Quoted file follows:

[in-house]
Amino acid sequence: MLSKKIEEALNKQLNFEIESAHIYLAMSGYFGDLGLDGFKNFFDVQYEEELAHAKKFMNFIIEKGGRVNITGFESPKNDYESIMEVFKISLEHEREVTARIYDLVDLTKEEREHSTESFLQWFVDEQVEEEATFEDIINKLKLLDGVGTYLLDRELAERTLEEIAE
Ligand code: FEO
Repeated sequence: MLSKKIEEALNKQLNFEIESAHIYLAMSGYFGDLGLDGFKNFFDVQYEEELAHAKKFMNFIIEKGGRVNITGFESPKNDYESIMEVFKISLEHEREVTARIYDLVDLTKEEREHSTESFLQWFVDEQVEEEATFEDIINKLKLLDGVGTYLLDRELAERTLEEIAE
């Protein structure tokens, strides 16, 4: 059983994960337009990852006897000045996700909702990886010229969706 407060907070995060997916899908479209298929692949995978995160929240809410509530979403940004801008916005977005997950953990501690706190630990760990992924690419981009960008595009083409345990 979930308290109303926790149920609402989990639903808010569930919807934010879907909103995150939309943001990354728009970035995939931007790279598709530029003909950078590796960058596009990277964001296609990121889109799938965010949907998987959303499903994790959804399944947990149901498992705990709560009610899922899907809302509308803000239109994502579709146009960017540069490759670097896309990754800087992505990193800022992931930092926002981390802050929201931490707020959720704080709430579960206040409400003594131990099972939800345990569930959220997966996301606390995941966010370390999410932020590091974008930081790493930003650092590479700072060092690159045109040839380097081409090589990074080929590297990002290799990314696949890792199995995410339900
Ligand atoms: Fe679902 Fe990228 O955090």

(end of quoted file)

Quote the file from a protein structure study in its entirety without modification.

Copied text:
[in-house]
Amino acid sequence: MLSKKIEEALNKQLNFEIESAHIYLAMSGYFGDLGLDGFKNFFDVQYEEELAHAKKFMNFIIEKGGRVNITGFESPKNDYESIMEVFKISLEHEREVTARIYDLVDLTKEEREHSTESFLQWFVDEQVEEEATFEDIINKLKLLDGVGTYLLDRELAERTLEEIAE
Ligand code: FEO
Repeated sequence: MLSKKIEEALNKQLNFEIESAHIYLAMSGYFGDLGLDGFKNFFDVQYEEELAHAKKFMNFIIEKGGRVNITGFESPKNDYESIMEVFKISLEHEREVTARIYDLVDLTKEEREHSTESFLQWFVDEQVEEEATFEDIINKLKLLDGVGTYLLDRELAERTLEEIAE
């Protein structure tokens, strides 16, 4: 059983994960337009990852006897000045996700909702990886010229969706 407060907070995060997916899908479209298929692949995978995160929240809410509530979403940004801008916005977005997950953990501690706190630990760990992924690419981009960008595009083409345990 979930308290109303926790149920609402989990639903808010569930919807934010879907909103995150939309943001990354728009970035995939931007790279598709530029003909950078590796960058596009990277964001296609990121889109799938965010949907998987959303499903994790959804399944947990149901498992705990709560009610899922899907809302509308803000239109994502579709146009960017540069490759670097896309990754800087992505990193800022992931930092926002981390802050929201931490707020959720704080709430579960206040409400003594131990099972939800345990569930959220997966996301606390995941966010370390999410932020590091974008930081790493930003650092590479700072060092690159045109040839380097081409090589990074080929590297990002290799990314696949890792199995995410339900
Ligand atoms: Fe679902 Fe990228 O955090």